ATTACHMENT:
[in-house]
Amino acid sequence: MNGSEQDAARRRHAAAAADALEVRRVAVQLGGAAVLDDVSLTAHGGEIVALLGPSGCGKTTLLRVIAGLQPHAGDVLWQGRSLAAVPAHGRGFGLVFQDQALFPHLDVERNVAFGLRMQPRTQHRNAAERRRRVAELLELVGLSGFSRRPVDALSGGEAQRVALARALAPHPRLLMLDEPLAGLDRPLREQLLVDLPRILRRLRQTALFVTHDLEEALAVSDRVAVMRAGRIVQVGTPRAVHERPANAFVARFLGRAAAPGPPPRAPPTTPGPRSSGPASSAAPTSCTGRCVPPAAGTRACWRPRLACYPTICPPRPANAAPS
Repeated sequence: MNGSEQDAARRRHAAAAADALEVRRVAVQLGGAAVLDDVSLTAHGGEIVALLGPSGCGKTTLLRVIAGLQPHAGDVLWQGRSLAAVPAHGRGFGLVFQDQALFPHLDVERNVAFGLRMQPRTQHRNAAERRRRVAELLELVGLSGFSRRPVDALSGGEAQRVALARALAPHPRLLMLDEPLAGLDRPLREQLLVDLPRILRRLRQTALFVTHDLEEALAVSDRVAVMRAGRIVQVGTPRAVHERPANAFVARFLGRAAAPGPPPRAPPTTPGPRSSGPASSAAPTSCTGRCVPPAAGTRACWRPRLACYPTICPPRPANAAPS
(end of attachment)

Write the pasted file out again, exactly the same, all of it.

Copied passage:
[in-house]
Amino acid sequence: MNGSEQDAARRRHAAAAADALEVRRVAVQLGGAAVLDDVSLTAHGGEIVALLGPSGCGKTTLLRVIAGLQPHAGDVLWQGRSLAAVPAHGRGFGLVFQDQALFPHLDVERNVAFGLRMQPRTQHRNAAERRRRVAELLELVGLSGFSRRPVDALSGGEAQRVALARALAPHPRLLMLDEPLAGLDRPLREQLLVDLPRILRRLRQTALFVTHDLEEALAVSDRVAVMRAGRIVQVGTPRAVHERPANAFVARFLGRAAAPGPPPRAPPTTPGPRSSGPASSAAPTSCTGRCVPPAAGTRACWRPRLACYPTICPPRPANAAPS
Repeated sequence: MNGSEQDAARRRHAAAAADALEVRRVAVQLGGAAVLDDVSLTAHGGEIVALLGPSGCGKTTLLRVIAGLQPHAGDVLWQGRSLAAVPAHGRGFGLVFQDQALFPHLDVERNVAFGLRMQPRTQHRNAAERRRRVAELLELVGLSGFSRRPVDALSGGEAQRVALARALAPHPRLLMLDEPLAGLDRPLREQLLVDLPRILRRLRQTALFVTHDLEEALAVSDRVAVMRAGRIVQVGTPRAVHERPANAFVARFLGRAAAPGPPPRAPPTTPGPRSSGPASSAAPTSCTGRCVPPAAGTRACWRPRLACYPTICPPRPANAAPS